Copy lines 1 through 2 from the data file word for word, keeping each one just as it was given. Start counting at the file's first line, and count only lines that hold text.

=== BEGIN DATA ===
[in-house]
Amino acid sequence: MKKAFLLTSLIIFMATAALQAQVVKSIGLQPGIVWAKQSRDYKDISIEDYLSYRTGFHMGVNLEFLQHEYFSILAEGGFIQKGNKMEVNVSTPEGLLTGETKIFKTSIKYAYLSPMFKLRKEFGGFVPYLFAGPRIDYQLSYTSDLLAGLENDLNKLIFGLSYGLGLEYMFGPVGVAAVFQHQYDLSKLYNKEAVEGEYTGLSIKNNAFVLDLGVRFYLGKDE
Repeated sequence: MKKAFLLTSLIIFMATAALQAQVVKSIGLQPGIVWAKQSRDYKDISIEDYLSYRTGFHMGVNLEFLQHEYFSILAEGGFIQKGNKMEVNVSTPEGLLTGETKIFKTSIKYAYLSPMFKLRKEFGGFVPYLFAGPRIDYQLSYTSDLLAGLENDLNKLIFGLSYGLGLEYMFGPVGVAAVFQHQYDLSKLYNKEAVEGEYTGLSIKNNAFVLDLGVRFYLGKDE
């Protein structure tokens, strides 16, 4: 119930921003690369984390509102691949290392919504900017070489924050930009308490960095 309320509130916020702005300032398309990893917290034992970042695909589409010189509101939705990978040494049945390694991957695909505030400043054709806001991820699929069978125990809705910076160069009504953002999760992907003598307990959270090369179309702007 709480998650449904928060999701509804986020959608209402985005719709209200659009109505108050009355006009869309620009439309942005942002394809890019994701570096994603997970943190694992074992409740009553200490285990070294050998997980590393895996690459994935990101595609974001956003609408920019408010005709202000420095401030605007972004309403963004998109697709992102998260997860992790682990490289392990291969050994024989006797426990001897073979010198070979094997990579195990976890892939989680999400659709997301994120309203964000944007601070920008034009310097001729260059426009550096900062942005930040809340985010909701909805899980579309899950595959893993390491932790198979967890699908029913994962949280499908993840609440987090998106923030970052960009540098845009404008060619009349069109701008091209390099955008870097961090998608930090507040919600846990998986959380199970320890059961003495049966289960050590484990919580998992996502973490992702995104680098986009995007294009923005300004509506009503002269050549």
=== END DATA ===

[in-house]
Amino acid sequence: MKKAFLLTSLIIFMATAALQAQVVKSIGLQPGIVWAKQSRDYKDISIEDYLSYRTGFHMGVNLEFLQHEYFSILAEGGFIQKGNKMEVNVSTPEGLLTGETKIFKTSIKYAYLSPMFKLRKEFGGFVPYLFAGPRIDYQLSYTSDLLAGLENDLNKLIFGLSYGLGLEYMFGPVGVAAVFQHQYDLSKLYNKEAVEGEYTGLSIKNNAFVLDLGVRFYLGKDE